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mobile threat prevention

Cyber Threat Alliance to improve intelligence through cooperation

The future is no longer on a distant horizon: Mobility has overtaken the desktop as a fundamental part of how business is conducted; cloud adoption is prompting businesses to transform how they roll out applications and services with the promise of a more agile and automated IT infrastructure; IoT is connecting greater numbers of devices; and big data is gathering information on everything from telemetry readings of sensors to how many calories have been burned during an afternoon walk. The security implications among all of these elements are significant.

Cyber Threat AllianceTo address key security issues as they arise, several organizations, including our MTP partner Check Point Software Technologies, have banded together to strengthen and formalize a not-for-profit entity called the Cyber Threat Alliance (CTA). Through cooperative work and intelligence sharing, member organizations hope to enhance their products and, ultimately, their customer service by improving the security posture of those they serve. Check Point provided an in-depth overview of the CTA and why the company looks forward to helping lead the alliance to drive more comprehensive and timelier threat intelligence for all members and remain on the cutting edge of critical security issues. Below is a brief summary of the information. Visit the Check Point blog to view the full post.


What is the CTA?

The Cyber Threat Alliance (CTA) is an intelligence sharing marketplace where leading security vendors have joined together in good faith to equitably share campaign-based cyber threat intelligence to improve our products and boost the security posture of our customers. The CTA’s Guiding Principles are:

  • For the greater good:  Share intelligence to strengthen critical infrastructure and protect our customers.
  • Time is of the essence:  Prevent and circumvent attacks by sharing timely, actionable intelligence.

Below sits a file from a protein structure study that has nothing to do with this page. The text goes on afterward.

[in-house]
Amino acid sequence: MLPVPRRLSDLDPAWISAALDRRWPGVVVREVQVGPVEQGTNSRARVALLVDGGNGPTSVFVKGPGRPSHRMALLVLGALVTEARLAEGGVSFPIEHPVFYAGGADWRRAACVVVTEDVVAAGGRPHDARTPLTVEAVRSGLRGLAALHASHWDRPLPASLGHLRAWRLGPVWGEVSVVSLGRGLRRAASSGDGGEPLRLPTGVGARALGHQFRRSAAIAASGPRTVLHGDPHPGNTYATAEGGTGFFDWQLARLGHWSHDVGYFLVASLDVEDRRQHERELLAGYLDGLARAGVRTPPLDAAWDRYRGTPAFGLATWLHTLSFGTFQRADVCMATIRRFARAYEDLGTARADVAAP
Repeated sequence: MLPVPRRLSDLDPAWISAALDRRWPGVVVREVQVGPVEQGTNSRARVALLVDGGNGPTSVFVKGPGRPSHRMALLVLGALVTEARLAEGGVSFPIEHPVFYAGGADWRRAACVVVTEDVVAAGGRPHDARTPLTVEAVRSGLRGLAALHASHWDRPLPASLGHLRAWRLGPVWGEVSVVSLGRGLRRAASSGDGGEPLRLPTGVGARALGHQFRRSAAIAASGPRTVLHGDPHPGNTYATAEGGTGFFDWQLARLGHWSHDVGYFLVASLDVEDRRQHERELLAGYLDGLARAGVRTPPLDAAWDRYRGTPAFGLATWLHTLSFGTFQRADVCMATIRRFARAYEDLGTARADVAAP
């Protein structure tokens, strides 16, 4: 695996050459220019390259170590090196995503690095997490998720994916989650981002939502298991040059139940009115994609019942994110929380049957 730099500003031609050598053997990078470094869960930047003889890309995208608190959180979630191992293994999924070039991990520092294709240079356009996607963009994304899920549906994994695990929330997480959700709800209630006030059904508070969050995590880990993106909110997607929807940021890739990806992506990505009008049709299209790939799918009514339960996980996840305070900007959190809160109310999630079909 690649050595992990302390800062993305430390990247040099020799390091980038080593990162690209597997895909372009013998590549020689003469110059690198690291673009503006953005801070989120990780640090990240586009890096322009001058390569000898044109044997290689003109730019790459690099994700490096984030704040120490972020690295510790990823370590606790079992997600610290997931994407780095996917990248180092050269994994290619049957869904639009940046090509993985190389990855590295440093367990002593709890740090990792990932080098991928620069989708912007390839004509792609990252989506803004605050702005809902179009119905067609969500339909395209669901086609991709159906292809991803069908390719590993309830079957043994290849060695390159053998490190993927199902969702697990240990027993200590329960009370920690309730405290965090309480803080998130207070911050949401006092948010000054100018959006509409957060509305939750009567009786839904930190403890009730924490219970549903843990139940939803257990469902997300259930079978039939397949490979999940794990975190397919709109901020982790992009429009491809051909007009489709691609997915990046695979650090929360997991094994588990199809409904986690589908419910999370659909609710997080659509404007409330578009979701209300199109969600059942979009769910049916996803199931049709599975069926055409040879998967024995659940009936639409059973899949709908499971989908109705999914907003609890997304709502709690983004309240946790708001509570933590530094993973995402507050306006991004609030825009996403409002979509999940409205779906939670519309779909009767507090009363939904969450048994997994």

• Context is king:  Prioritize the sharing of contextual, accurate intelligence tied to specific campaigns.
  • Radical transparency:  All intelligence is attributed and policies will always be published and clear.
  • No pay to play:  All members must share intelligence to extract intelligence from the CTA.

The enduring value is CTA members improve their products by gaining verifiable, actionable, near-real time indicators of compromise from the CTA’s intelligence marketplace. This in turn – and the overarching goal – makes customers more secure.

Is the threat intelligence good?

The CTA’s new threat sharing platform is highly sophisticated. The platform analyzes and validates the shared input to ensure excellent and useful intelligence is the produced output. All members must remain in “good standing” to receive threat intelligence from the CTA. To maintain good standing, members must submit a minimum-value of cybersecurity information each business day and will be assigned an ongoing “value rating” based on the information shared. Further, members must maintain the technical capabilities to share and receive information via the CTA platform. The minimum value of threat intelligence that members must share daily consists of:

  • Indicators of Compromise such as: Observables like file text; Kill Chain Stage; Context such as malware name
  • Contextual information such as campaign or threat actor

All submitted intelligence is evaluated by a value-based algorithm. The algorithm assigns points for every vendor submission, correlates it with other intelligence for mutual validation and points are added/subtracted based on correlation or contradiction by other members. The value of the data submitted by a vendor determines how much data the vendor can receive in return. A governing body oversees and manages the algorithm. This body will review and periodically update the algorithm to incentivize sharing and minimize gaming in the marketplace.

As output, participating members can choose what data they receive in return.  The key options are:

  • Which member submitted the data
  • Affiliation with a threat actor
  • Date of data submission or detection
  • Verification/validation by other members
  • Data type such as malware, domain

Clearly the algorithm is central to the platform in ensuring members “give to get” as well as ensuring the shared output is valuable. It is living algorithm which the CTA members oversee and manage for the benefit of all and to drive better security for all of our customers.

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